British lawmakers have officially approved a 25% windfall tax on oil and gas producers that will earn the government nearly $6 billion in one year to put towards surging consumer energy bills.
Now that the bill has been approved by parliament, it will have to pass the House of Lords to become law.
The windfall tax legislation, originally proposed in May, has now been amended according to Reuters to list 2025 as the end date of the tax. The newer version of the legislation also makes it possible for energy firms to offset the cost of decommissioning oilfields as well as the cost of investing in the electrification of producing fields.
Oil and gas giants operating in the British North Sea have warned that the windfall tax will undermine efforts to attract investment to the UK and slow oil and gas production growth in the North Sea.
Equinor is set to decide on a new oilfield development in the North Sea next year, but its officers in June expressed doubt as to whether the company should forge ahead with more energy investments in the UK.
In the midst of an energy crisis that is engulfing Europe due to Russia’s war on Ukraine and subsequent Western sanctions, the UK windfall tax is meant to ease the cost of living for British residents.
The windfall tax will not be extended to electricity companies, the BBC quoted a spokesman for Prime Minister Boris Johnson as saying on Monday.
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While shares of oil and gas companies have tanked in anticipation of the windfall tax, shares of electricity producers rose Monday after the announcement.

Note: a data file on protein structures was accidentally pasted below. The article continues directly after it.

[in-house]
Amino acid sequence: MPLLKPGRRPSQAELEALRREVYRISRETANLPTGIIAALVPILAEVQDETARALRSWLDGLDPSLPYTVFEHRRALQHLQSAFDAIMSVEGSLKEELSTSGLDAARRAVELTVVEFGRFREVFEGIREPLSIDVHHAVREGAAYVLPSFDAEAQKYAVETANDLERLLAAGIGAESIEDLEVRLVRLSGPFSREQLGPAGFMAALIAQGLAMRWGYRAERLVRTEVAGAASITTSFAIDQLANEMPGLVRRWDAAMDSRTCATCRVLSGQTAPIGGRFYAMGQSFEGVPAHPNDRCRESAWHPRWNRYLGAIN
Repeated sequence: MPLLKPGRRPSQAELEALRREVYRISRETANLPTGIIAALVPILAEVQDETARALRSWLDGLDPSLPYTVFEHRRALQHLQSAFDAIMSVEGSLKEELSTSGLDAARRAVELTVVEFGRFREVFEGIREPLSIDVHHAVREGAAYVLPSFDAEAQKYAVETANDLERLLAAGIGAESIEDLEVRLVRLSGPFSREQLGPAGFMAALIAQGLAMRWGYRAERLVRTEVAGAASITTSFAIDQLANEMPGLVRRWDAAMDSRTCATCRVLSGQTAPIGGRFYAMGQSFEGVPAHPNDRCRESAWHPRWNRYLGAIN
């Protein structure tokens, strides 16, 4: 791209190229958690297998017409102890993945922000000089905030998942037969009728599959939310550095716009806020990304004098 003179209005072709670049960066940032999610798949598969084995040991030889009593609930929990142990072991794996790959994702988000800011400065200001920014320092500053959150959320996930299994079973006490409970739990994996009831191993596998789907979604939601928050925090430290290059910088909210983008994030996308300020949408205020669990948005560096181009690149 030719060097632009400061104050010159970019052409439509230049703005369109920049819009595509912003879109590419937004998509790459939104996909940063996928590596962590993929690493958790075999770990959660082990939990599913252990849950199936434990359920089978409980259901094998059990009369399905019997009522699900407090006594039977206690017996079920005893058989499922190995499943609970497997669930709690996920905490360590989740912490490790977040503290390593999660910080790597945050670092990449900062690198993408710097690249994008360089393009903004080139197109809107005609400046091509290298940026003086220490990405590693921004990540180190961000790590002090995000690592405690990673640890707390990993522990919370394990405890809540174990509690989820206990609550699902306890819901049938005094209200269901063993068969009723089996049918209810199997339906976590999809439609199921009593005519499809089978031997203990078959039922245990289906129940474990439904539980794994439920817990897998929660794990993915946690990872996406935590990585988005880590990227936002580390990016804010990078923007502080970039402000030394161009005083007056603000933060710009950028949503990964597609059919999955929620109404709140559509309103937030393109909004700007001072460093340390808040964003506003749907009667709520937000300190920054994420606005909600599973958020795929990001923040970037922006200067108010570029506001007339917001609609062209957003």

The windfall tax surfaced shortly after BP and Shell reported large profit increases, and as soaring profits for oil and gas companies have come under scrutiny amid surging inflation and fuel prices that consumers are forced to pay.
Hungary has also implemented a windfall tax, and even Russia’s Gazprom is not immune. Last week, Russia’s lower house of parliament approved tax code amendments that would levy a $20-billion windfall tax on Gazprom from September to November this year.
By Josh Owens for Oilprice.com
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Josh Owens is the Content Director at Oilprice.com. An International Relations and Politics graduate from the University of Edinburgh, Josh specialized in Middle East and…